Calamity’s Cause – Lamentations 3:37-42

Handling-Problems-Good-Morning-This-Is-God“Who can command things to happen without the Lord’s permission? Does not the Most High send both calamity and good? Then why should we, mere humans, complain when we are punished for our sins? Instead, let us test and examine our ways. Let us turn back to the Lord. Let us lift our hearts and hands to God in heaven and say, We have sinned and rebelled, and you have not forgiven us” (Lamentations 3:37-42, NLT).

The book of Lamentations is attributed to the prophet Jeremiah. The context for the book is the fall of Jerusalem in 586 BC.

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Holy Ferocity – Acts 20:20-21, 27

“I did not shrink back from proclaiming to you anything that was profitable or from teaching it to you in public and from house to house. I testified to both Jews and Greeks about repentance toward God and faith in our Lord Jesus…for I did not shrink back from declaring to you the whole plan of God” (Acts 20:20-21, 27, HCSB).

These declarations are from the Apostle Paul’s farewell address to the elders of the church at Ephesus (vs. 17-38).

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Trouble Along the Way – Acts 14:6

“And there they kept evangelizing” (Acts 14:6, HCSB).

This is one of those days when I get to the end of the day and find myself really weary. Some would say “weary from well-doing,” though I question how much “well” I’m really “doing.”

I’ll spare you the details of all my troubles because as hard as I think I have it, my troubles pale in comparison to the troubles encountered by Paul and Barnabas in Acts 13 and 14, who were undertaking the task God had assigned them.

In Acts 13:2 God sent Paul and Barnabas on their first missionary journey: “The Holy Spirit said, ‘Set apart for Me Barnabas and Saul for the work I have called them to.'”

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Stop Complaining – Exodus 16:8

“Yes, your complaints are against the Lord,not against us.”  (Exodus 16:8, NLT)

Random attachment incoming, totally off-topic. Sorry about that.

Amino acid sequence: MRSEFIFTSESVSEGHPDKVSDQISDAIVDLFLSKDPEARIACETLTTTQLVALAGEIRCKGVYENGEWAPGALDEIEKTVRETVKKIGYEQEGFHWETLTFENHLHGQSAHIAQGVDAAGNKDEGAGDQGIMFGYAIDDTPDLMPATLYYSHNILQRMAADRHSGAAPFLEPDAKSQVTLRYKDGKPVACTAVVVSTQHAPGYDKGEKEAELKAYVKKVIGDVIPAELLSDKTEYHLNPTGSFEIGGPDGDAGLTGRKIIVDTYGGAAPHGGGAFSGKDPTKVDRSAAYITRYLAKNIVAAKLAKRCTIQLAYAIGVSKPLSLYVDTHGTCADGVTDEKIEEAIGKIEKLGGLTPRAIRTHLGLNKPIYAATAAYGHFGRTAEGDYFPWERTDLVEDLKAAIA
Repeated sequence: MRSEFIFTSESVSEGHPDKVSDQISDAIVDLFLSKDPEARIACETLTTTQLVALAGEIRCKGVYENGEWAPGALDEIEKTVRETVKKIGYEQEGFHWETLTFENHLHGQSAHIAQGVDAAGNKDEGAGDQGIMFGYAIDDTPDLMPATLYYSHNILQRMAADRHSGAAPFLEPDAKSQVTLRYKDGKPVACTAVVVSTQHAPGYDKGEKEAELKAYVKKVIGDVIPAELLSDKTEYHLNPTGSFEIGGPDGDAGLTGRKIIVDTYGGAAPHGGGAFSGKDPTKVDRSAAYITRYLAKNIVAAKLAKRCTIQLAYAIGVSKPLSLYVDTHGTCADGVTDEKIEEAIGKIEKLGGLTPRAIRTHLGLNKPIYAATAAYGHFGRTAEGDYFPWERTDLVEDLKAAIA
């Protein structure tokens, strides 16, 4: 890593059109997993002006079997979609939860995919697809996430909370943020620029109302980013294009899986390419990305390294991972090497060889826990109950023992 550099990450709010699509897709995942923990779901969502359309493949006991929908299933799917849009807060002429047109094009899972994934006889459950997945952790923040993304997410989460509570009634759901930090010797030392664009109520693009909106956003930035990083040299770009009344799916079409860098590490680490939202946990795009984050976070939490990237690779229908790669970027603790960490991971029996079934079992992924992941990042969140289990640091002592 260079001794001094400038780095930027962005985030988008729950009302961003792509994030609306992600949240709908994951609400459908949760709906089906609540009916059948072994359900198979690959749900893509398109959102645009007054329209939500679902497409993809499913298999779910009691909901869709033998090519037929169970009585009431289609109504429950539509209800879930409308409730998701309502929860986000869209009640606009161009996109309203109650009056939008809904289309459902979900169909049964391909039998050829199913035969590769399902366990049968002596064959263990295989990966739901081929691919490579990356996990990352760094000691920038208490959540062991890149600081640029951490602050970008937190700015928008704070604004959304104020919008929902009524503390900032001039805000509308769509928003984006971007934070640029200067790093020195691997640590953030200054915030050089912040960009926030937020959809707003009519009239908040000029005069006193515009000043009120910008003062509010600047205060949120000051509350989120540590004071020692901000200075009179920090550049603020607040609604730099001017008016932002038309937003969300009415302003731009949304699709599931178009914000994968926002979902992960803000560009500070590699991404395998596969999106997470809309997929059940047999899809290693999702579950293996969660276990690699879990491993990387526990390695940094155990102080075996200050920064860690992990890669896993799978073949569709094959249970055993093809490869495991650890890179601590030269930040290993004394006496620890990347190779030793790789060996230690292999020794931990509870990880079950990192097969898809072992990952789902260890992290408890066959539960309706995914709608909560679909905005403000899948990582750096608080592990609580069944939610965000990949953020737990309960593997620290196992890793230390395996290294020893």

When the Israelites escaped from Egypt, God did not lead them straight to the promised land because they weren’t prepared for war with the Canaanites: “God said, If the people are faced with a battle, they might change their minds and return to Egypt” (vs. 13:17).

Instead of going north towards Canaan, Moses led them south into the wilderness or desert region of the Sinai peninsula. After three days they came to an oasis but the water there was not potable.

The people complained against Moses and he threw a piece of wood into the water, which made it drinkable (vs. 15:24-25).

Then after a month of traveling south down the Sinai peninsula the people began to complain about the lack of food: “There, too, the whole community of Israel complained about Moses and Aaron” (vs. 2). They even went so far as to say they wished they were back in Egypt.

God heard their complaints and instructed Moses to tell them that He would rain down food from heaven each day and they should gather just enough food for the day. God wanted the Israelites to learn to depend on Him to supply their needs on a daily basis.

Moses announced to the Israelites what God was going to do, including a stern warning about complaining: “In the morning you will see the glory of the Lord, because he has heard your complaints, which are against him, not against us” (vs. 7).

One of the great dangers of complaining is that it distorts our perception of reality.

The Israelites complained for the “good old days” in Egypt when they had plenty to eat, yet somehow forgot the severity of human bondage they suffered there.

Like the Israelites, God wants us to develop a lifestyle of dependence on Him to supply our daily needs–a lifestyle of hope vested in God’s provision.

When you complain, you are not depending on God to supply your needs so your complaint is really against God.

Hope is the fruit of faith while complaining is the fruit of unbelief.

Complaining focuses on what is wrong with the present and glorifies a distorted view of the past while hope focuses on making the best of the present reality in anticipation of a glorious future.

Complaining demonstrates a lack of faith or confidence that God is in control of the circumstances of your daily life and of His ability to carry you through or supernaturally intervene.

Complaining can become a bad habit. And, the best way to rid yourself of a bad habit is to replace it with a good one.

Giving praise and thanksgiving to God acknowledges His sovereignty over the circumstances of your daily life and over all His creation.

So, stop complaining and start praising God!